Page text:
CONSUMER shopping trends are changing and malls are reinventing themselves to stay relevant and increase footfall.
As more consumers seem to be frequenting speciality retail stores and food and beverage (F&B) outlets, malls are beginning to allocate more space for this group of retailers.
Sunway Malls, which owns and operates five malls with a total net lettable area (NLA) of 4.7 million sq ft, says speciality retailers in the sports and beauty segments are taking up more space.
Sunway Mall & Theme Parks CEO H C Chan cites JD Sports, Innisfree and Etude House as examples of brands taking up additional space despite weak consumer sentiment and a rise in online shopping. This, he adds, attests to the fact that these brands still have appeal in a bricks-and-mortar setting.
Data from Retail Group Malaysia, which tracks the performance of Malaysia Retailers Association (MRA) members, shows that the speciality store subsector, which includes sporting goods and F&B, expanded more than any other subsector, gaining 5.6% last year. It is estimated to grow 6.6% in the January to March quarter.
“F&B has, over the years, made substantial gains in terms of overall NLA in our malls. Today, between 25% and 30% of our malls’ NLA is taken up by F&B compared with previously when the percentage was a single digit,” Chan says.
“This growth has been largely driven by more Malaysians, especially from the T20 and M40 groups, dining and entertaining out of home. Urbanisation, affluence and convenience are the catalysts for the growth.”
AEON Co (M) Bhd too has been catering for F&B. “There has been an inclination in the industry towards more F&B. People still need to eat and they enjoy dining out. Generally, the F&B industry is still doing well,” says the company’s executive director, Poh Ying Loo, but qualifies his statement by saying that the industry’s survival hinges on the quality of these outlets.
“When we renovated our supermarket at Mid Valley (Megamall), we carved a big space for Delica. You will see the eatery before you reach the supermarket,” Poh says, adding that Delica is one of AEON’s attractions. “We have done the same at our outlets in Queenbay Mall (in Penang) and Bandar Dato Onn (Johor). We not only have a big Delica section and cafés but we also have a food court.”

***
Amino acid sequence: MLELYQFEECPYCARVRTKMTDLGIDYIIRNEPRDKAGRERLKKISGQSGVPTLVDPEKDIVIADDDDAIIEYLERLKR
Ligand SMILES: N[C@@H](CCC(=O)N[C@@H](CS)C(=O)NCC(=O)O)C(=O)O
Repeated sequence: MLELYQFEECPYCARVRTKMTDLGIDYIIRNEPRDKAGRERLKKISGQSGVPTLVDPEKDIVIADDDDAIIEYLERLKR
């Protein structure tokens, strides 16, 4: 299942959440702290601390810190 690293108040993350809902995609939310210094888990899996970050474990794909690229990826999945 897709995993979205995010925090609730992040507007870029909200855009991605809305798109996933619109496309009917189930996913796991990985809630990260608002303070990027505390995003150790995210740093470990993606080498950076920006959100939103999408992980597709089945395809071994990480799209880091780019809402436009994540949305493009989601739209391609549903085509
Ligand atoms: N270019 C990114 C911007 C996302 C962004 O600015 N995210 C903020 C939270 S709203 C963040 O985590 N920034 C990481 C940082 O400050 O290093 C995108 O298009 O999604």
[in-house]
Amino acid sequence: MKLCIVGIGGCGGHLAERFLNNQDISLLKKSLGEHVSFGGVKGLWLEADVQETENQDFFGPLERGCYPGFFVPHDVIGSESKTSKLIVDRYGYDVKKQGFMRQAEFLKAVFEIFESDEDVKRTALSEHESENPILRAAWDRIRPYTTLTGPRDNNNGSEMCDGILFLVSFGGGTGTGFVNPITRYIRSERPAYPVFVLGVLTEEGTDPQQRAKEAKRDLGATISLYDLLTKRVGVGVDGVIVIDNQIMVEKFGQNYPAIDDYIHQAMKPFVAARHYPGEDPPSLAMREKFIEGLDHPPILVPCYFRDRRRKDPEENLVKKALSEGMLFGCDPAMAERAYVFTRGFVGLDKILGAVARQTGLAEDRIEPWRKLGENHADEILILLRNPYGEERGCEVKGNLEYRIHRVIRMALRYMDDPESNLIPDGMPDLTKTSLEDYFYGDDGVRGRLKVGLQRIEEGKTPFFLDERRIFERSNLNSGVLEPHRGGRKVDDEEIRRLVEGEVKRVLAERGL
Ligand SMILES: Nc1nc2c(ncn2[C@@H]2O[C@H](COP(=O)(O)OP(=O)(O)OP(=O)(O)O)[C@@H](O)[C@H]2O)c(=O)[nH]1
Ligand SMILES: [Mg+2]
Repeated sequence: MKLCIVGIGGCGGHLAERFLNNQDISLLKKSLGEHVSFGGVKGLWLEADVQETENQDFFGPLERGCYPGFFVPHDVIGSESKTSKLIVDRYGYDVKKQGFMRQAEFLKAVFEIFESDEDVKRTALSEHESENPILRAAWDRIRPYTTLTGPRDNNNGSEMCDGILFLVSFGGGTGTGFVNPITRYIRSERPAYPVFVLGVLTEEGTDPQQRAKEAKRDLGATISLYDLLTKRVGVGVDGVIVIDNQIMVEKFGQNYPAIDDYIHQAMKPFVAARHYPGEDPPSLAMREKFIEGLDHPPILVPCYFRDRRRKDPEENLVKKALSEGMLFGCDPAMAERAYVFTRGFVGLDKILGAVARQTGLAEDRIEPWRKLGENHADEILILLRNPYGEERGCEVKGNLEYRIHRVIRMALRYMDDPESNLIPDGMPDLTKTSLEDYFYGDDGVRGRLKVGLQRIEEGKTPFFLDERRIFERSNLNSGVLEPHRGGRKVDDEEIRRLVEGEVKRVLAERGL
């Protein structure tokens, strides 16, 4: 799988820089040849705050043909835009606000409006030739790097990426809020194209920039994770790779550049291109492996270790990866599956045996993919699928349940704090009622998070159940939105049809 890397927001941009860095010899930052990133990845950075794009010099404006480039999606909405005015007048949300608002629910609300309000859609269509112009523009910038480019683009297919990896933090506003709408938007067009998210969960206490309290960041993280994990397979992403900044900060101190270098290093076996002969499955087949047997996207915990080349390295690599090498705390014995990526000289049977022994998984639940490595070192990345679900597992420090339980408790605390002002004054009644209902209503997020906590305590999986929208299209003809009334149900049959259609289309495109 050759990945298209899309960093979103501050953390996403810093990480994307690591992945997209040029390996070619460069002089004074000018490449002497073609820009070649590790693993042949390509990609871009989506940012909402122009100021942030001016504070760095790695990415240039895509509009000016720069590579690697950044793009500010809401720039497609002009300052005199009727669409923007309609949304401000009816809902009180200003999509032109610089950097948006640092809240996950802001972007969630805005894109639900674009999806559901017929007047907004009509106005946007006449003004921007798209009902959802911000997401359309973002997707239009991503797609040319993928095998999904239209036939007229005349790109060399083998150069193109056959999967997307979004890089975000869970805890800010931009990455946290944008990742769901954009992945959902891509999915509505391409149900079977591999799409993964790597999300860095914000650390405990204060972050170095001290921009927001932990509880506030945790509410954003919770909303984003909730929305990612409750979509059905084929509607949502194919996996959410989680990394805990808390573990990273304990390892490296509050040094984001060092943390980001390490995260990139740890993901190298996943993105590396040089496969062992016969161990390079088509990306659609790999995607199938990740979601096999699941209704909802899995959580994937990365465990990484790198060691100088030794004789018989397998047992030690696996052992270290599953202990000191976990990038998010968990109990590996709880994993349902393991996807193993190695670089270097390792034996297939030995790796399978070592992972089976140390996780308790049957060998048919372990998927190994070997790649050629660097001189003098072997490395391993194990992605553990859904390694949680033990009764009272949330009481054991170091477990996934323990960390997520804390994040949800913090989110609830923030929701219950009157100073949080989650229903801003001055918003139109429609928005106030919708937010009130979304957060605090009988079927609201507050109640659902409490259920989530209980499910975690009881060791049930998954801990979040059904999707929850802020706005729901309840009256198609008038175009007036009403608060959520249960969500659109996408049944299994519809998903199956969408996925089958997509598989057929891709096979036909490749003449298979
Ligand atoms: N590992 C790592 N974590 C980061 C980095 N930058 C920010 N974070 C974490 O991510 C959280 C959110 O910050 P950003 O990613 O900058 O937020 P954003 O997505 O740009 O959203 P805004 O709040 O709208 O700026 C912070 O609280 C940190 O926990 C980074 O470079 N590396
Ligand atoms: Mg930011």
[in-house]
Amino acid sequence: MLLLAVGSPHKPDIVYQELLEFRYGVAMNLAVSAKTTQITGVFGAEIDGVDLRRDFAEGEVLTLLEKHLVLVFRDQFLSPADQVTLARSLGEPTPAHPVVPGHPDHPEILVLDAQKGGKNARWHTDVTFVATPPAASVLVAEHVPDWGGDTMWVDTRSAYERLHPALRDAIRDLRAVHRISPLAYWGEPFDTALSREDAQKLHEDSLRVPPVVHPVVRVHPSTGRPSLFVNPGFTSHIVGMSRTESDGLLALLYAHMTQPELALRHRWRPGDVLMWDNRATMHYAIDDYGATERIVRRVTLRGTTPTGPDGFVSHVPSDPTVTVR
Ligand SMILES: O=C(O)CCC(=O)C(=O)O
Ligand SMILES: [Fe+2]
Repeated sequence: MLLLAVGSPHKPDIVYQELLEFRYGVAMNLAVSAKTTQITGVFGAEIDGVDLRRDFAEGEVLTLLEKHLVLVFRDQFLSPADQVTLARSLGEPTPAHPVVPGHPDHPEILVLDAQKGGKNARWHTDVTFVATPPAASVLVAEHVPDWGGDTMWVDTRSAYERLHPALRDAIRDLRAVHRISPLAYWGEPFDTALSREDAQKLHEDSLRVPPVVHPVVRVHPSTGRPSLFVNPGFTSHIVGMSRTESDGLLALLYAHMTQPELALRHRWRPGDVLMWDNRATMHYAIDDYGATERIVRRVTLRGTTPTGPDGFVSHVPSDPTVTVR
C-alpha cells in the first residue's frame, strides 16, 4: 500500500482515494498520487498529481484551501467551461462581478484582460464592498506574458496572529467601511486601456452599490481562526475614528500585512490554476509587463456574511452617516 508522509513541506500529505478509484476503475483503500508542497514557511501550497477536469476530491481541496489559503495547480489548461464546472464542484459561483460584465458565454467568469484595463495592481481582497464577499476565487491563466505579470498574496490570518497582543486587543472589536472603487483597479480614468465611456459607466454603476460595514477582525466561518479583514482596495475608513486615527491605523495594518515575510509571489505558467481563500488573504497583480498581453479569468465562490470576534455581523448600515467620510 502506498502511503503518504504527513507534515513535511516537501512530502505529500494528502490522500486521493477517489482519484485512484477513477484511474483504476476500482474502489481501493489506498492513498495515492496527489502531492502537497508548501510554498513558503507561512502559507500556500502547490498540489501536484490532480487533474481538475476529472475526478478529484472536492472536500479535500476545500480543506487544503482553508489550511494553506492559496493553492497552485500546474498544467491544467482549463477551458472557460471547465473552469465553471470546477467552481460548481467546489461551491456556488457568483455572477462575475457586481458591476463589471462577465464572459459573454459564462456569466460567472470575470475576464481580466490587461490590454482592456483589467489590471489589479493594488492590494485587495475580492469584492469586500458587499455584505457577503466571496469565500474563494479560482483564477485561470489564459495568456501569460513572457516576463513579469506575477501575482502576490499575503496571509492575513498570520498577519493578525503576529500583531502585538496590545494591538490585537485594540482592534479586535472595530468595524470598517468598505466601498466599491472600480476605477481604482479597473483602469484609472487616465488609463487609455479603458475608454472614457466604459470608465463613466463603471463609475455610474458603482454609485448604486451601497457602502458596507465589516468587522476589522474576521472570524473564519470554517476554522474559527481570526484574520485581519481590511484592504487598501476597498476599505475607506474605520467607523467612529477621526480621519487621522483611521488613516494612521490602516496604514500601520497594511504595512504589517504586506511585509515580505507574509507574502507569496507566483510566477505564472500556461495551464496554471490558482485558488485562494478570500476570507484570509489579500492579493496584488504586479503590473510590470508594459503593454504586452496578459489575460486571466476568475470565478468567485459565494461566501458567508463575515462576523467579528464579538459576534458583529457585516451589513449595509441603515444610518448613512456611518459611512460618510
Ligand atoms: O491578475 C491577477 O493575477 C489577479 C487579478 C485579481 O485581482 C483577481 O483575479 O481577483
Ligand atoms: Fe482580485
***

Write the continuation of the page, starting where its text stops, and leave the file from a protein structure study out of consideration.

Some 15% to 20% of AEON’s supermarkets has been allocated for F&B, a format that will be adopted at the existing and new stores going forward. “It is a very competitive industry and you have to differentiate the mall and make it exciting to increase footfall,” says Poh.
At Sunway Malls, the mid-term plan to draw consumers is more tactical in nature, such as delivering more value, marketing to entice spending and addressing weak consumer sentiment. It also holds promotional, marketing and branding campaigns to attract visitors.
As sustainable long-term growth is of key importance, Sunway Malls looks at the relevance of the mall and its tenant mix. “This includes looking at future winning brands that consumers seek internationally and regionally,” says Chan, adding that Sunway Malls is also closely watching the growth of China retail brands. “We see this coming onstream in a big way in the years to come.
“The retail industry in China is gaining momentum and it is anticipated that some of the brands will venture abroad for expansion after gaining a foothold on home turf. We saw that with the Korean brands and anticipate the next stage will be China.”
Chan considers the mall industry as the barometer of the nation’s economic health.
Sunway Malls is also working with retailers in customer service upskilling, and with Google and Waze to facilitate connections with business partners in digital marketing.
In the meantime, AEON is sprucing up its malls to be thematic and to create experiential shopping to draw visitors. “We try to make our malls thematic. AEON Tebrau City features Japanese doll character Kokeshi while Shah Alam has a snowflake house. We are trying to make the malls more interactive — rather than hard sell — by providing more services, entertainment, fitness, banking, cinema and education, so that it is not just about tenants selling things,” Poh says.